Cytosolic BNIP3 Dimer Interacts with Mitochondrial BAX Forming Heterodimers in the Mitochondrial Outer Membrane Under Basal Conditions International Journal of Molecular Sciences. | Pubmed ID: 28333095 The primary function of mitochondria is energy production, a task of particular importance especially for cells with a high energy demand like cardiomyocytes. The B-cell lymphoma (BCL-2) family member BCL-2 adenovirus E1B 19 kDa-interacting protein 3 (BNIP3) is linked to mitochondrial targeting after homodimerization, where it functions in inner membrane depolarization and permeabilization of the mitochondrial outer membrane (MOM) mediating cell death. We investigated the basal distribution of cardiac BNIP3 in vivo and its physical interaction with the pro-death protein BCL2 associated X, apoptosis regulator (BAX) and with mitochondria using immunoblot analysis, co-immunoprecipitation, and continuous wave and pulsed electron paramagnetic resonance spectroscopy techniques. We found that BNIP3 is present as a dimer in the cytosol and in the outer membrane of cardiac mitochondria under basal conditions. It forms disulfide-bridged, but mainly non-covalent dimers in the cytosol. Heterodimers with BAX are formed exclusively in the MOM. Furthermore, our results suggest that BNIP3 interacts with the MOM directly via mitochondrial BAX. However, the physical interactions with BAX and the MOM did not affect the membrane potential and cell viability. These findings suggest that another stimulus other than the mere existence of the BNIP3/BAX dimer in the MOM is required to promote BNIP3 cell-death activity; this could be a potential disturbance of the BNIP3 distribution homeostasis, namely in the direction of the mitochondria.
S-nitrosation of Calpains is Associated with Cardioprotection in Myocardial I/R Injury Nitric Oxide : Biology and Chemistry. | Pubmed ID: 28392447 Myocardial infarction remains the single leading cause of death worldwide. Upon reperfusion of occluded arteries, deleterious cellular mediators particularly located at the mitochondria level can be activated, thus limiting the outcome in patients. This may lead to the so-called ischemia/reperfusion (I/R) injury. Calpains are cysteine proteases and mediators of caspase-independent cell death. Recently, they have emerged as central transmitters of cellular injury in several cardiac pathologies e.g. hypertrophy and acute I/R injury.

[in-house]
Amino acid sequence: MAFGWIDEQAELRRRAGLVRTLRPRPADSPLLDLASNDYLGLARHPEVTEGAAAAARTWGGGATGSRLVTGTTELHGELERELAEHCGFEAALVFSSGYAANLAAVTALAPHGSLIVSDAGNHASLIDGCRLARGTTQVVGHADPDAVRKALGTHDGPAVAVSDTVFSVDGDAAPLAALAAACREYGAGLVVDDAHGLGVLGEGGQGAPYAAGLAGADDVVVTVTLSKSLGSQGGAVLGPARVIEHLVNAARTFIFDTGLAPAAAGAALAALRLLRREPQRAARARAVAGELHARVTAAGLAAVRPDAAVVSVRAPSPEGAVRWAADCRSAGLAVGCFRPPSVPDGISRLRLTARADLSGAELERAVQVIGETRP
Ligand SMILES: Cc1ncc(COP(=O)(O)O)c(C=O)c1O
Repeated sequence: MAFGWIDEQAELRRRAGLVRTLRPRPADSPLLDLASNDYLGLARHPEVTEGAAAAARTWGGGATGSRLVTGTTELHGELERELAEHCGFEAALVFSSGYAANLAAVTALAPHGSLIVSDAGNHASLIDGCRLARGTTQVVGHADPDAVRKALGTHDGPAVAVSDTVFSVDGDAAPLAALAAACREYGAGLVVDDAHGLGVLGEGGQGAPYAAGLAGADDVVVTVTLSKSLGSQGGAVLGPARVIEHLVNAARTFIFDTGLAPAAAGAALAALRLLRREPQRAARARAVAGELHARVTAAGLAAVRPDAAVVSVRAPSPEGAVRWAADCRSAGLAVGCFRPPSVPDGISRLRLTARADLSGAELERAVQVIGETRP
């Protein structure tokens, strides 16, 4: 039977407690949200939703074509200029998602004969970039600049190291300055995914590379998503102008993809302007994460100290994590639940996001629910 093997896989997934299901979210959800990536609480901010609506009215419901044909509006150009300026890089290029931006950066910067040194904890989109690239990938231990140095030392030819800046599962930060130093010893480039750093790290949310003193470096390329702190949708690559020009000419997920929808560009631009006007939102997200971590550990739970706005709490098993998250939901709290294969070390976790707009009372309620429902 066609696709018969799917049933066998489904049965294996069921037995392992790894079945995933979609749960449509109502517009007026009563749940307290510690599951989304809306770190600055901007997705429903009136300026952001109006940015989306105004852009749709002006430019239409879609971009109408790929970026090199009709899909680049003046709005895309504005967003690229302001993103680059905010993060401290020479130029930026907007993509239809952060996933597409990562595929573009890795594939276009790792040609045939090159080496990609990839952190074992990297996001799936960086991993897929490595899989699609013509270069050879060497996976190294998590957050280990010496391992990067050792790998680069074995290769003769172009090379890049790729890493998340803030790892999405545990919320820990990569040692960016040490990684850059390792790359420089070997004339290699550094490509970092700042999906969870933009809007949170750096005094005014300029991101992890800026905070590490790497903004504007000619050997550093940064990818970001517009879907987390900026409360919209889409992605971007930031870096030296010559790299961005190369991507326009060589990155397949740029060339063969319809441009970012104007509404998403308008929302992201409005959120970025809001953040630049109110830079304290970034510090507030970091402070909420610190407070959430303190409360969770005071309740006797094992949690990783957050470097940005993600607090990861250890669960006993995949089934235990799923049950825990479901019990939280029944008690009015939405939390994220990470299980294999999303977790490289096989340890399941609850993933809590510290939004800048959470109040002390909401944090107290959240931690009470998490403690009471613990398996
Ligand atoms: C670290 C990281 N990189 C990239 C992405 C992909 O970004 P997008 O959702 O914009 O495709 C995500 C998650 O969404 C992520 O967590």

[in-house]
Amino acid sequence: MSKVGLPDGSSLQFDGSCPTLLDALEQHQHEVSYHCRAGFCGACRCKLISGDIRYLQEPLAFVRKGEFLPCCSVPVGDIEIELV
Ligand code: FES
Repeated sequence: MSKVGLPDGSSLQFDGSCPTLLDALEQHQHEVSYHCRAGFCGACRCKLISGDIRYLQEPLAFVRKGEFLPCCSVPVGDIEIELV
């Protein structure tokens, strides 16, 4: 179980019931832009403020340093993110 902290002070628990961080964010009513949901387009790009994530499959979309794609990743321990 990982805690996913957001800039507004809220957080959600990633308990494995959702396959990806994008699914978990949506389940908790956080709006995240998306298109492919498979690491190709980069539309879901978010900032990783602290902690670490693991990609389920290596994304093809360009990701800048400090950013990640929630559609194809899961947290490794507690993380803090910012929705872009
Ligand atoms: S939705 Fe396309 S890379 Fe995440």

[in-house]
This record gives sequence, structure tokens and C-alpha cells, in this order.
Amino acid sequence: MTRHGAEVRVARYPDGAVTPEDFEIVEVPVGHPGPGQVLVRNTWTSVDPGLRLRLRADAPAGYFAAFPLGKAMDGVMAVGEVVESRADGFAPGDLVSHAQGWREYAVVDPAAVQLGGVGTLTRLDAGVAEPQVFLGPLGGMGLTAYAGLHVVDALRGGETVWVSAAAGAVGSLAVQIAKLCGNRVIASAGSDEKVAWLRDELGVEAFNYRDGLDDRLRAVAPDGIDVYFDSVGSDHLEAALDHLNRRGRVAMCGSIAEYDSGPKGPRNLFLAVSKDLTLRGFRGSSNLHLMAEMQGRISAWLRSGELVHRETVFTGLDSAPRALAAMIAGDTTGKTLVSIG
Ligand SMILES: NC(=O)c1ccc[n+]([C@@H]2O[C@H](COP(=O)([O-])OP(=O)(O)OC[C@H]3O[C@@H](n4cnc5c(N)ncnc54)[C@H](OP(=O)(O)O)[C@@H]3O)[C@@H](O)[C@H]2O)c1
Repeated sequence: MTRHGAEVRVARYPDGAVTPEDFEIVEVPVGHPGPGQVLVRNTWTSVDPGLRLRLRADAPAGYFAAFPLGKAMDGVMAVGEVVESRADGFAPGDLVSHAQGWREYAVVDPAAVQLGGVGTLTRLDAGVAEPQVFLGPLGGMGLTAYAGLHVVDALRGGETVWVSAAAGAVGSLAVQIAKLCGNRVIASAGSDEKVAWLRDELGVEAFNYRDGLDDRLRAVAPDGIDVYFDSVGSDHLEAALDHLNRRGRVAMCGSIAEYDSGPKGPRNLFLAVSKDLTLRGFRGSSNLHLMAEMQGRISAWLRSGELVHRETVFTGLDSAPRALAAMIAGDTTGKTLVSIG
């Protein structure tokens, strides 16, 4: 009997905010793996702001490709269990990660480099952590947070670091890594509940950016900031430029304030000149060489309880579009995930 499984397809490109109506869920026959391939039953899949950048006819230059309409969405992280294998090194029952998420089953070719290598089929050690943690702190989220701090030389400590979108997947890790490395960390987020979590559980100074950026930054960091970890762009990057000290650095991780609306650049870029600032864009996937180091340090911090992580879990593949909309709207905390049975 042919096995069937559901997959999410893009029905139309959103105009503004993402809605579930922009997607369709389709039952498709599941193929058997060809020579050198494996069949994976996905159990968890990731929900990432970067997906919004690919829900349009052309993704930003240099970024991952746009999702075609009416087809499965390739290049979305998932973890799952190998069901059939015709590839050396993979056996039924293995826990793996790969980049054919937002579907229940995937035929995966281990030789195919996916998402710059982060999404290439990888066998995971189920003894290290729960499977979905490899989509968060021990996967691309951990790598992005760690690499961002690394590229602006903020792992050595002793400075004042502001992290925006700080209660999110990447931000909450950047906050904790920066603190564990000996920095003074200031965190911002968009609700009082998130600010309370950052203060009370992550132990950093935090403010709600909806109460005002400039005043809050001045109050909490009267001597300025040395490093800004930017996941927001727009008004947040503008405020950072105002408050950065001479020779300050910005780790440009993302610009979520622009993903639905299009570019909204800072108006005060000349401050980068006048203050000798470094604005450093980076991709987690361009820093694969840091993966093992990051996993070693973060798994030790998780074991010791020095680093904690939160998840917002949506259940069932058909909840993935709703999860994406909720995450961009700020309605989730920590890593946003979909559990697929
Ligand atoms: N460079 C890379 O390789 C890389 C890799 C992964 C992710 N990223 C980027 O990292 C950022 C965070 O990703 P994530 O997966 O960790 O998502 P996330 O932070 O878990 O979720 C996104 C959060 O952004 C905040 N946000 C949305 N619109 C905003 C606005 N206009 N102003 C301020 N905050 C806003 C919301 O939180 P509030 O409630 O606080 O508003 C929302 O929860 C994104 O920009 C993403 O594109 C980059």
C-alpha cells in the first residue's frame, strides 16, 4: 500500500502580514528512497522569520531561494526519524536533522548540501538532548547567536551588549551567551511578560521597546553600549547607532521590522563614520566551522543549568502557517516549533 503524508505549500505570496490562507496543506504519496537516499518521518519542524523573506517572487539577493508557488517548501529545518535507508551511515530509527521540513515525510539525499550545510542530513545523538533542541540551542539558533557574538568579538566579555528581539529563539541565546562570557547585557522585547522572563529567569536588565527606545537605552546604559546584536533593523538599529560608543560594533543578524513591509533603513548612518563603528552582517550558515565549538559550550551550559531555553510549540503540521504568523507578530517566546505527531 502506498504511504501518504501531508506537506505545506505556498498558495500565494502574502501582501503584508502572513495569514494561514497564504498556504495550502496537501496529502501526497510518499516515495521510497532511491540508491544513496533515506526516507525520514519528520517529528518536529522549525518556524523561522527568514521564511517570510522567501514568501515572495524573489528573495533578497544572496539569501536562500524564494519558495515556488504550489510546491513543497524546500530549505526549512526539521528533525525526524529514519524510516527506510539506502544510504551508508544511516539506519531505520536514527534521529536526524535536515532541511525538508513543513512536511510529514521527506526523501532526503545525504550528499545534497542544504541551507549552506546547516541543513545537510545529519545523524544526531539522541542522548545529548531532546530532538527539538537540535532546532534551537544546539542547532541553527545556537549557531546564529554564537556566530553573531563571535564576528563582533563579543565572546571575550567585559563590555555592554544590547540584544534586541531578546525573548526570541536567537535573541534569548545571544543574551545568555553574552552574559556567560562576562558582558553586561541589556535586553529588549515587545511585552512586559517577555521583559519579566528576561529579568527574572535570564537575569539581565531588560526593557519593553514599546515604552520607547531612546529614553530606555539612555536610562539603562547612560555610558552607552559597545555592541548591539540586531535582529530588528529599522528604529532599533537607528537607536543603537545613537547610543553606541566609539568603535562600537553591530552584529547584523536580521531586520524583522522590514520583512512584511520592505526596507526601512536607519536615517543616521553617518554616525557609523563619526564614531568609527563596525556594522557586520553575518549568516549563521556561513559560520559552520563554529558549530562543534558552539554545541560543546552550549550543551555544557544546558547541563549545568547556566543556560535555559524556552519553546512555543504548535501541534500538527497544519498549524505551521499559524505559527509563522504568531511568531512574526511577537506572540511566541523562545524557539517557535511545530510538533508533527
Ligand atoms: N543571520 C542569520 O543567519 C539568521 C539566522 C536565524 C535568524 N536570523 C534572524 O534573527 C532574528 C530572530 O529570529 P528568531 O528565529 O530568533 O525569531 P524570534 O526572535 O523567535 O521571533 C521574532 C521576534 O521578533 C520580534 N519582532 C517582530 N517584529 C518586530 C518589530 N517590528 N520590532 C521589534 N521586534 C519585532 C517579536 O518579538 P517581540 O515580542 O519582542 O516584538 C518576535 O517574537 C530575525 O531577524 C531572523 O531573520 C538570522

Nitrite-Nitric Oxide Signaling and Cardioprotection Advances in Experimental Medicine and Biology. | Pubmed ID: 28551796 Cardioprotective strategies to prevent damage to mitochondria in acute myocardial infarction are warranted to reduce lethal myocardial ischemia/reperfusion (I/R) injury. Mitochondrial antagonists in I/R are reactive oxygen species (ROS), deteriorated calcium signaling, permeabilization of the mitochondrial outer membrane (MOM) and deranged mitochondrial structural dynamism (fusion and fission). Nitric oxide (NO) related signaling can protect hearts from I/R. Albeit the underlying signaling is incompletely resolved, recent data point to a particular involvement of protective posttranslational modification of mitochondrial elements. We and others have demonstrated that hypoxic NO signaling in cardiomyocytes is associated with a posttranslational mitochondrial complex I modification to reduce the burden of ROS. Induction of cardioprotective NO signaling may occur through several pathways. These include (i) the supplementation with mitochondria unspecific and specific NO-donors, (ii) the administration of the 'hypoxic-NO donors nitrate and nitrite' and (iii) the enhancement of endogenous NO formation, e.g. by remote ischemic preconditioning maneuvers (rIPC). In this chapter, we outline how NO signaling is activated in the cardiomyocyte, characterize the downstream signaling pathways and discuss how this could translate into a tractable therapeutic approach in patients requiring cardioprotection.